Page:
The arbitration clause in the 2011-16 CBA does not require IAWC to arbitrate Tyler’s eligibility for continuing benefit accrual under the Pension Plan. The arbitration clause in this case subjects to arbitration “[d]ifferences which may arise out of the application or interpretation of the provision of this agreement.” 2011-16 CBA at 3. While this broad arbitration clause creates a presumption of arbitrability, the presumption is overcome by forceful evidence that Local 397 and IAWC did not intend to arbitrate disputes about eligibility for continuing benefit accrual under the Pension Plan. This is because the language of the 2011-16 CBA and the Pension Plan as well as the parties’ bargaining history show that the Pension Plan is independent of the 2011-16 CBA.

First, although the 2011-16 CBA refers to the Pension Plan, it does not incorporate its terms. On the contrary, the 2011-16 CBA merely acknowledges that certain welfare and pension plans sponsored by IAWC’s parent company exist and that bargaining unit employees like Tyler may be eligible to participate in them depending on the terms of the 2011-16 CBA and the Pension Plan documents. It acknowledges that the benefit coverage is subject to separate negotiations conducted at the national, not local, level and that any changes made at the national level during the 2011-16 CBA term will be applicable to the plans for which bargaining unit employees may be eligible. While the reference to eligibility being governed in part by the 2011-16 CBA might appear at first blush to suggest the 2011-16 CBA and the Pension Plan are interdependent, a close examination of the agreement shows that the only additional criteria for participation in the Pension Plan the 2011-16 CBA adds are in Section 4, which limits the benefits available to probationary employees, and in Section 22, which provides the effective dates of the 2011-16 CBA. See 2011-16 CBA at 4, 14. The 2011-16 CBA does not, however, contain a single promise of any specific Pension Plan term or benefit.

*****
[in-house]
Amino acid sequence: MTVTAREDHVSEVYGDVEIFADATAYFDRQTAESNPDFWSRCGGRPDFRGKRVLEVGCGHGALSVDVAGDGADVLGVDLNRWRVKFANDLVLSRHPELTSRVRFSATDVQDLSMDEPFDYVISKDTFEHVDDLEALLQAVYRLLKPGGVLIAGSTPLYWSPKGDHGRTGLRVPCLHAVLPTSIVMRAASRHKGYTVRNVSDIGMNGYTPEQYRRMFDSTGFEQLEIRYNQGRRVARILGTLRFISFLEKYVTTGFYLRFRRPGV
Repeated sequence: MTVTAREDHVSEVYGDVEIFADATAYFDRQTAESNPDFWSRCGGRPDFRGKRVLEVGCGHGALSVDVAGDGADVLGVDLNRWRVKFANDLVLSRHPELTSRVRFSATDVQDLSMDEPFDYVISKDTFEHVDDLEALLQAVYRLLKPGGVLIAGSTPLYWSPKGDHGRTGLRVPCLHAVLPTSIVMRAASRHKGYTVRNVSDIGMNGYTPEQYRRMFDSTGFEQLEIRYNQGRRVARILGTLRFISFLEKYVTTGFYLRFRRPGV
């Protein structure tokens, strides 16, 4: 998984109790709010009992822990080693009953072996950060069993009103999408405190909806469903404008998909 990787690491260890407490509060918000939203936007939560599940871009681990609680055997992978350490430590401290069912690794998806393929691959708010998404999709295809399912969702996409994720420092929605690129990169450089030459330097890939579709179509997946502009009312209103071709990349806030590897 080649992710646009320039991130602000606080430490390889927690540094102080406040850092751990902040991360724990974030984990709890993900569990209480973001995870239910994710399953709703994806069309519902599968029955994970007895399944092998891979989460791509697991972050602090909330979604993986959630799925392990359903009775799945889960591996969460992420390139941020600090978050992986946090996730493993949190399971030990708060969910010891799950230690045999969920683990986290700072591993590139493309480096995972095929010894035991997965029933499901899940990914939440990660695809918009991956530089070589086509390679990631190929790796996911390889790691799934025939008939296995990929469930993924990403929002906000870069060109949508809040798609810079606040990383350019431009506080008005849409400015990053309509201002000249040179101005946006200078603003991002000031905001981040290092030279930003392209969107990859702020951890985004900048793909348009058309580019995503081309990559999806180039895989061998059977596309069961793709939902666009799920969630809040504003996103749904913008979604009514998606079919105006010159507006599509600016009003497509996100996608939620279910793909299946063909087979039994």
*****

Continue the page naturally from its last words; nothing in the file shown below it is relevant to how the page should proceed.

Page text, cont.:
Furthermore, while the language of Section 21 of the CBA has changed throughout the years based on CBA negotiations between Local 397 and IAWC, Pension Plan terms, including the specific criteria for benefit accrual based on date of hire, have always been negotiated by LIUNA and American Water in negotiations separate from CBA negotiations. In fact, far from subjecting Pension Plan benefits to local negotiation, the 2011-16 CBA provides that negotiations about those benefits can occur at the local level only if negotiations are not conducted at the national level or if both parties agree to negotiate the benefits. Here, negotiations about the terms of the Pension Plan occurred solely at the national level without any involvement by the parties to the 2011-16 CBA.

Finally, the Pension Plan contains its own mechanism for determining eligibility for benefit accrual and its own claims dispute resolution procedure. Neither depend on the 2011-16 CBA. In fact, the documents themselves mutually declare their independence from each other: the 2011-16 CBA states that questions regarding the nature and extent of benefits are governed by the Pension Plan, 2011-16 CBA at 12, and the Pension Plan states that its provisions govern with respect to retirement income over any provision of a CBA, Pension Plan For Employees of American Water Works Company, Inc. And Its Designated Subsidiaries (As Amended And Restated Effective January 1, 2007) at 1. Clearly, both documents contemplate that the Pension Plan administrator will make decisions regarding eligibility for benefit accrual.